4. Collect and store the juice – Pour the extracted juice into an airtight container and store it in the fridge if not using right away. Enjoy it fresh or add it into smoothies, sauces, soups etc.
  5. Compost or discard the dry pulp – The strained pulp fibers can go right into your compost bin. Otherwise pack them into the trash.

Here are some tips for getting the highest yield from your juicing pulp:

  • Mix together different pulp varieties for more flavor complexity.
  • Mash or press citrus peels thoroughly to get the most juice.
  • Add a small amount of water to dry pulp to help release the juice.
  • Squeeze cheesecloth or press pulp against the sieve to maximize drainage.

Juice Pulp Recipes

Some ideas for using your pulp juice:

  • Green juice boost – Mix leftover pulp from leafy greens or vegetables into a fruit-based green smoothie.
  • Citrus splash – Add a dash of citrus pulp juice to water or cocktails for a refreshing tang.
  • Frozen treats – Blend pulp juice into popsicles, sorbets, or ice cream bases for a nutrition punch.
  • Savory sauces – Swap out vegetable broth or water in sauces and gravies for vegetable pulp juices.
  • Mocktails – For fun faux cocktails, combine fruit pulp juices with herbs, spices, or mixed with sparkling water.

Nearly any recipe that calls for fruit or vegetable juice can incorporate the extra juice squeezed from the pulp. Get creative with pulses, soups, dressings, and more.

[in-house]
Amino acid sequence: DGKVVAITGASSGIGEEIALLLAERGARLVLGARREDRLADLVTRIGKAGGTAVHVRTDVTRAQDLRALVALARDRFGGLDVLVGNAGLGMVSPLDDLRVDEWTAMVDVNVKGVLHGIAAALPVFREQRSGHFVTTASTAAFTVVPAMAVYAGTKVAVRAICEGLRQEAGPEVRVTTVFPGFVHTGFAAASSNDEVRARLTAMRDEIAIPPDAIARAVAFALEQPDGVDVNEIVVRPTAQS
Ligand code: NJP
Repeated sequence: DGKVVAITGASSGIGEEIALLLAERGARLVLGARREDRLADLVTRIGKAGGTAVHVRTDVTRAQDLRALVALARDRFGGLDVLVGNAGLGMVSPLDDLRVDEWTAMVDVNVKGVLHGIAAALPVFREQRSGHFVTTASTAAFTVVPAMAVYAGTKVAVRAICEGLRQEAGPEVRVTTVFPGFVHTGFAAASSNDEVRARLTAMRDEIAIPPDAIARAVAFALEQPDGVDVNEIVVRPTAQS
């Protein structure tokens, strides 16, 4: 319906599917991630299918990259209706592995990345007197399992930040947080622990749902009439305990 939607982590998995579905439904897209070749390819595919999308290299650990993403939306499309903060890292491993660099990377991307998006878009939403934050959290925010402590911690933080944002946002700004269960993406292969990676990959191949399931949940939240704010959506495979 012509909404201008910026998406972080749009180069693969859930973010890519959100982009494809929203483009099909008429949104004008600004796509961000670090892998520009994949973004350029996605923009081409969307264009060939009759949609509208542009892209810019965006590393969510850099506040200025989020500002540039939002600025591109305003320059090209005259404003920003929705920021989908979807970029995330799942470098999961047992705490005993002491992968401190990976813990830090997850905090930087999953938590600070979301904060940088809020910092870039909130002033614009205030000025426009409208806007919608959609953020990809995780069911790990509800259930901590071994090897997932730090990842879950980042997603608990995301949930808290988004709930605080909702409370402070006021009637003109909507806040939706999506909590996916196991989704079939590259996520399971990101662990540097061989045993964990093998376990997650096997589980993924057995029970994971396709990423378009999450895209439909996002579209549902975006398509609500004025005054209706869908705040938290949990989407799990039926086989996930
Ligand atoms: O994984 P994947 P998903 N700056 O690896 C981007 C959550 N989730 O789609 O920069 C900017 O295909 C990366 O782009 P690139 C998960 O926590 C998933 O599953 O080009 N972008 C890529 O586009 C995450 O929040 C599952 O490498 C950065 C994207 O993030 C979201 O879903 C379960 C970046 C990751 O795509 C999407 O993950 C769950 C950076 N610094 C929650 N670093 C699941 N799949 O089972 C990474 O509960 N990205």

Storing Juice from Pulp

To retain the highest quality, juice made from fruit and vegetable pulp needs proper storage:

  • Use quickly – Try to use recycled pulp juice within a day or two for the freshest flavor.
  • Refrigerate – Keep juice chilled at 34-40°F.
  • Avoid oxygen – Limit oxidation by filling containers fully and sealing tightly.
  • Freeze for later – Freeze juice in ice cube trays or bags for up to 6 months.

With proper handling, the liquid pressed from produce pulp can add great taste and nutrition to juices, smoothies, baked goods, sauces, and more for 1-3 days.

Safety Tips

When working with fruit and vegetable pulp, keep these food safety guidelines in mind:

  • Wash all produce thoroughly before juicing.
  • Process and strain pulp within 2 hours of juicing for safety.
  • Only re-juice pulp from firm, fresh produce, not from older wilting produce.
  • Keep recycled juice chilled and use within 2 days for best quality and safety.
  • Discard juice that smells, tastes, or looks unpleasant.

Getting the Most from Pulp

With very little effort, you can recover a surprising amount of extra juice from the pulp your juicer leaves behind. Using what would otherwise go to waste saves money while reducing your food scrap footprint. With inventive ways to use pulp juice in recipes, you can give your meals and snacks an added dose of nutrients.

Next time you enjoy a refreshing glass of homemade juice, take a few extra minutes to process the pulp. Your only regret may be not doing it sooner!


Extracting additional juice from fruit and vegetable pulp is an easy way to maximize nutrients and minimize waste from your juicing habits. Now that you know the process for recycling pulp into juice and how to incorporate it into your diet, you can put those leftover fibrous bits to good use. Implementing this practice at home is one more way we can all contribute to a healthier, more sustainable food system.